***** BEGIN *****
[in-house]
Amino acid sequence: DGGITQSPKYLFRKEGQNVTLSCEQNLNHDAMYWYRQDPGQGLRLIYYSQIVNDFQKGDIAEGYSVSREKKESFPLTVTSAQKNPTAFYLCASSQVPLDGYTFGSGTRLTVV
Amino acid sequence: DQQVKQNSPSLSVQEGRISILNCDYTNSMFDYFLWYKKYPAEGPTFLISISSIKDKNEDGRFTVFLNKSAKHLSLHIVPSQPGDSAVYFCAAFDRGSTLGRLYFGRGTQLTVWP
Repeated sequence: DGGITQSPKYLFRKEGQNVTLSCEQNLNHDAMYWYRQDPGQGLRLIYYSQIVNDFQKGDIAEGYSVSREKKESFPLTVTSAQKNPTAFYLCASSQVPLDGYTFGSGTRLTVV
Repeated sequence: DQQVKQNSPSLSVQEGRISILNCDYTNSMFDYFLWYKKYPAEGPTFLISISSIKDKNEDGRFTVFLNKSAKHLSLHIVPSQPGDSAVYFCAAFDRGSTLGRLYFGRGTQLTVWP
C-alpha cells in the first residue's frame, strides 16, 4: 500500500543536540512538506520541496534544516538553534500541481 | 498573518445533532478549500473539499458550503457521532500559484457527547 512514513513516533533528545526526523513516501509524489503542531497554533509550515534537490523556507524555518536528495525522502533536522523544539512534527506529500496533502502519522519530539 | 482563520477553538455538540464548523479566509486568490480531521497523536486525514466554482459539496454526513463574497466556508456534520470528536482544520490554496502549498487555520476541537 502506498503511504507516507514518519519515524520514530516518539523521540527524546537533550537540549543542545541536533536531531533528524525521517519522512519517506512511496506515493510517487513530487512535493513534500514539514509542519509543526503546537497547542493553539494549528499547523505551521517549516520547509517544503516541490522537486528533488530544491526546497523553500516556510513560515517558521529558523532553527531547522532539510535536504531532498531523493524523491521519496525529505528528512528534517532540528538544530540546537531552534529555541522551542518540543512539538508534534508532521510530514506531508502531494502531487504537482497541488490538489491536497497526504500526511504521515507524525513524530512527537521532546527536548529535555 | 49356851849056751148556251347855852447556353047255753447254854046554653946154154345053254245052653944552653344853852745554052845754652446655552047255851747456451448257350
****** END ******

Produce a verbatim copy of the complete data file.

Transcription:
[in-house]
Amino acid sequence: DGGITQSPKYLFRKEGQNVTLSCEQNLNHDAMYWYRQDPGQGLRLIYYSQIVNDFQKGDIAEGYSVSREKKESFPLTVTSAQKNPTAFYLCASSQVPLDGYTFGSGTRLTVV
Amino acid sequence: DQQVKQNSPSLSVQEGRISILNCDYTNSMFDYFLWYKKYPAEGPTFLISISSIKDKNEDGRFTVFLNKSAKHLSLHIVPSQPGDSAVYFCAAFDRGSTLGRLYFGRGTQLTVWP
Repeated sequence: DGGITQSPKYLFRKEGQNVTLSCEQNLNHDAMYWYRQDPGQGLRLIYYSQIVNDFQKGDIAEGYSVSREKKESFPLTVTSAQKNPTAFYLCASSQVPLDGYTFGSGTRLTVV
Repeated sequence: DQQVKQNSPSLSVQEGRISILNCDYTNSMFDYFLWYKKYPAEGPTFLISISSIKDKNEDGRFTVFLNKSAKHLSLHIVPSQPGDSAVYFCAAFDRGSTLGRLYFGRGTQLTVWP
C-alpha cells in the first residue's frame, strides 16, 4: 500500500543536540512538506520541496534544516538553534500541481 | 498573518445533532478549500473539499458550503457521532500559484457527547 512514513513516533533528545526526523513516501509524489503542531497554533509550515534537490523556507524555518536528495525522502533536522523544539512534527506529500496533502502519522519530539 | 482563520477553538455538540464548523479566509486568490480531521497523536486525514466554482459539496454526513463574497466556508456534520470528536482544520490554496502549498487555520476541537 502506498503511504507516507514518519519515524520514530516518539523521540527524546537533550537540549543542545541536533536531531533528524525521517519522512519517506512511496506515493510517487513530487512535493513534500514539514509542519509543526503546537497547542493553539494549528499547523505551521517549516520547509517544503516541490522537486528533488530544491526546497523553500516556510513560515517558521529558523532553527531547522532539510535536504531532498531523493524523491521519496525529505528528512528534517532540528538544530540546537531552534529555541522551542518540543512539538508534534508532521510530514506531508502531494502531487504537482497541488490538489491536497497526504500526511504521515507524525513524530512527537521532546527536548529535555 | 49356851849056751148556251347855852447556353047255753447254854046554653946154154345053254245052653944552653344853852745554052845754652446655552047255851747456451448257350